PORTLAND – U.S. Sen. Olympia Snowe returned to Maine this week, trying to focus her schedule and her attention on jobs and the economy.

But the great health care debate that culminated in passage of a national reform law last week is not going away just yet.

“I think people are angry about the atmosphere and the divisiveness and bickering. I’ve had many people say they just can’t believe it,” Snowe said Monday.

Maine’s senior senator met with the editorial board of MaineToday Media, which publishes the Portland Press Herald/ Maine Sunday Telegram, the Kennebec Journal in Augusta, Waterville’s Morning Sentinel, and the weekly Coastal Journal in Bath, along with handling their respective Web sites.

During an hourlong discussion that focused on health care, Snowe said it’s unclear how the polarized debate will affect congressional action on the economy or this fall’s elections.

She also said there are many unknowns about the new law, including how individual businesses will be affected and how effectively it will control health insurance costs for employers and their workers.

Snowe is one of 41 Republican senators going home for Easter recess after trying, and failing, to defeat the bill. She was one of the architects of the initial Senate bill and an early supporter who had an inside view of a process that ended in partisan finger-pointing.

“It wasn’t inevitable that it would go down this path,” she said Monday.

Snowe voted in favor of the bill as a member of the Senate Finance Committee in October, saying she wanted to move the legislation to the full Senate for debate. “It went in a dramatically different direction from there,” she said.

The new law, for example, includes a Medicare payroll tax on high-income individuals that wasn’t in the committee bill, and higher penalties for companies with 50 or more workers that don’t offer health insurance. Such an employer could pay $2,000 for every worker after the first 30.

“It all moved in that direction” of more taxes and bigger penalties, Snowe said.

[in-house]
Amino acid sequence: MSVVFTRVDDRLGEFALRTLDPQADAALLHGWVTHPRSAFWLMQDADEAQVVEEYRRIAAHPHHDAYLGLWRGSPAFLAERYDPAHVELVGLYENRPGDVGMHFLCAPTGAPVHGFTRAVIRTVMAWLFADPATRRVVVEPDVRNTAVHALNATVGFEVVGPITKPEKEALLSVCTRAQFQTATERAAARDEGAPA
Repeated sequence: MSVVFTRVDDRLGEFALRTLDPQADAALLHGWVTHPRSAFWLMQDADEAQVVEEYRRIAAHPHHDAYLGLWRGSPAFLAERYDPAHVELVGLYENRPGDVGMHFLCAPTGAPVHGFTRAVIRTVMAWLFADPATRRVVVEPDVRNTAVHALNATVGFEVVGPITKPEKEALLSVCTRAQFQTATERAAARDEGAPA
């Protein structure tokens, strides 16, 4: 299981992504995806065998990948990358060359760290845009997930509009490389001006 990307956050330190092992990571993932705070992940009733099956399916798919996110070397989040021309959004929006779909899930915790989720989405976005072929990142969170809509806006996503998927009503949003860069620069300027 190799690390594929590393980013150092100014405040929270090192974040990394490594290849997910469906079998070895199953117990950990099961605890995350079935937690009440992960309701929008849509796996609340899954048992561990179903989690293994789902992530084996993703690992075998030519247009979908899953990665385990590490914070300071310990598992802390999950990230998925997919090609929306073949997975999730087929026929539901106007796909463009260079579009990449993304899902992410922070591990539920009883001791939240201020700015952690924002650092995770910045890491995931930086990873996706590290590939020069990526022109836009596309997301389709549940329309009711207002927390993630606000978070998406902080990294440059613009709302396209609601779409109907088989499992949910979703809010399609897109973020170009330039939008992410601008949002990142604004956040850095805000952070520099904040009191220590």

Meanwhile, the law doesn’t make immediate reforms that could control costs for employers and individuals, she said.

“We shortchanged the other things that could have been done sooner, (such as) making the insurance marketplace competitive,” she said.

New insurance exchanges are intended to help provide competition and cost controls starting in 2014, but Snowe said it’s not clear how well or how quickly they will work.

“Time will tell, but it’s going to be a while down the road,” she said. “It remains to be seen whether or not premiums will go up in the meantime.”

Snowe did cite some items she likes in the new law.

“The good thing that will happen this year is tax credits for small businesses,” she said. Employers with 25 or fewer workers can apply for as much as 35 percent credit for health insurance costs.

She also credited the law for banning egregious practices by insurance companies, such as denying coverage to people who get sick.

Snowe made it clear Monday that she was frustrated by the process, and she singled out the Democratic leadership: Senate Majority Leader Harry Reid and House Speaker Nancy Pelosi.

Snowe said she voted “yes” in committee believing that she and others would have plenty of opportunity to offer more amendments on the Senate floor.

“I was personally assured we would have an open amendment process,” she said. “If I had known I couldn’t amend it, I would have tried a different course.”

Snowe said she continued to speak with Democratic leaders in hopes of making the bill more bipartisan.

“I offered but they were not prepared to accept it,” she said. “I think (President Obama) did want bipartisan (support), but obviously this was shaped by the leadership in the Senate and the House.”

Joe Ditre, executive director of Consumers for Affordable Health Care, disagrees with Snowe about the way the law evolved.

Ditre, an advocate who worked with Snowe’s office on many details of the legislation, said the final law is not all that different from the bill produced by Snowe and the other bipartisan negotiators on the Senate Finance Committee.

“This is very much like the bipartisan Group of Six bill,” Ditre said. “The president basically said, ‘I don’t want to see a lot of changes to this,’ and they didn’t do it. The disagreement seems to be more along the lines of maybe a hard line the (Republican) party has taken, rather than real differences.”

Ditre said the bill provides clear benefits for the vast majority of small businesses and will control costs across the board. The penalties and taxes in the law also will have very narrow effects, he said.

Snowe is right, Ditre said, that the reform can be improved through more legislation or rulemaking, including changes that could help control premiums.

“We’re hoping that as we move toward implementation and there are things that need to be fixed, that we can work with Sen. Snowe,” he said.

Snowe said she’s glad she did what she could to shape the law, even though she couldn’t support it in the end. And she said she hopes the bickering won’t keep Congress from working together on what should be its top priority after recess.

“It should be jobs, jobs, jobs,” she said.

 

Staff Writer John Richardson can be contacted at 791-6324 or at: [email protected]